Silicon Valley, that tiny bubble of tech greatness in the southern portion of the San Francisco Bay Area, is somewhat of an enigma for those who aren't entrenched in its sea of coders and hoodies. Hollywood has caught on to the appeal in the last few years with shows such as Bravo's Start-Ups: Silicon Valley, which follows kooky and quirky Valleyites in their quests for career success and love. The show even touches on the different ways that men and women are perceived in the Valley, Bravo reports, albeit in a slightly condescending way. Paste Magazine has weighed in with its analysis of the accuracy of HBO's iteration, also titled Silicon Valley. Regarding the lack of women on the show, Dan O'Keefe, writer and co-executive producer for the show, says, "Women are under represented in tech and it's very unfortunate but the show is a satire of reality. You can't show that when it's not happening, we'd be irresponsible if we did." (See From Ass Kickings in China to Kicking Ass in the Valley and Tales From the Valley: Bias, Sexism & Worse.)
Re: Washed out Rags... It still seems moeny is really the issue. Management wants to get the most bang for the buck and whoever they can hire to do that seems to the be rule, with the emphasis on paying as little as possible. It folks from other countries can be imported at lower cost that's where the money goes.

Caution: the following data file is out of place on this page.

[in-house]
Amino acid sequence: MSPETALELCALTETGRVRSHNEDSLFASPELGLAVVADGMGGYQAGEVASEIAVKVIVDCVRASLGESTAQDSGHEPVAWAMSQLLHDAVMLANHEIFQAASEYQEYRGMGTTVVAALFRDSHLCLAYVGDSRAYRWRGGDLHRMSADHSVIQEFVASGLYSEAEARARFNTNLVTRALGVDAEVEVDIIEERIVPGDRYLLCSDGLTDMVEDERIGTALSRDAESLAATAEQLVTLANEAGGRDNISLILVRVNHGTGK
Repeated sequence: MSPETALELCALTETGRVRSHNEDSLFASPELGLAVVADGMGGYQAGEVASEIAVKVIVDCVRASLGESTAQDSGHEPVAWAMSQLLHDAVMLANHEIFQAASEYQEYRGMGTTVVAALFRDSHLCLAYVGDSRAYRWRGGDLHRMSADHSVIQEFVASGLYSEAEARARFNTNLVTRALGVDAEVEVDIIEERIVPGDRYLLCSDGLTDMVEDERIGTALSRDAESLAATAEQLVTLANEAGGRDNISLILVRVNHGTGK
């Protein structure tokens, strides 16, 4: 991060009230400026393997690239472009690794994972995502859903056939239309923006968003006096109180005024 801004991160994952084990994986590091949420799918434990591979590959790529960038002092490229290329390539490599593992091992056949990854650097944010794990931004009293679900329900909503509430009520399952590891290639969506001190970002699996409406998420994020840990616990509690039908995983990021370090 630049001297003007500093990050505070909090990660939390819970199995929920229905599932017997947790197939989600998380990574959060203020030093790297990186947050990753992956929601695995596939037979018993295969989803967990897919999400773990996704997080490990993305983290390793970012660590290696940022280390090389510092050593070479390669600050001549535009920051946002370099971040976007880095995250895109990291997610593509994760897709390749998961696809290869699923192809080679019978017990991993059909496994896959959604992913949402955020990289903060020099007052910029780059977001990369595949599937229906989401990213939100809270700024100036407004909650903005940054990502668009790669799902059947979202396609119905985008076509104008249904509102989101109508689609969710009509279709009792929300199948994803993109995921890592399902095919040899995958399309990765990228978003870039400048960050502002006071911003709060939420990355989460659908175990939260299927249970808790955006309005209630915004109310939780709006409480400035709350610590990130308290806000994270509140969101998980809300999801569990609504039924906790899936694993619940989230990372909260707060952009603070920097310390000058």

Re: Women-only Spaces/Conferences Just saw this interesting post on trans people in tech, and a not so encouraging salary comparison. Still seems that slow progress is being made, especially in the Bay.
Re: Women-only Spaces/Conferences Hi Heather! We got distracted by National Dog Day. ; )
I'm definitely a proponent for both women-only and everyone welcome events. Living in the Bay Area, I guess I take for granted that trans people are welcome at women-only gatherings, but obviously that isn't the case. Love the gender-neutral bathroom idea. I think it can be difficult in an industry that is relatively male and white to not only be welcoming to women but also to the LGBT community and other minority groups because that might be even more foreign to them. It's certainly the goal though.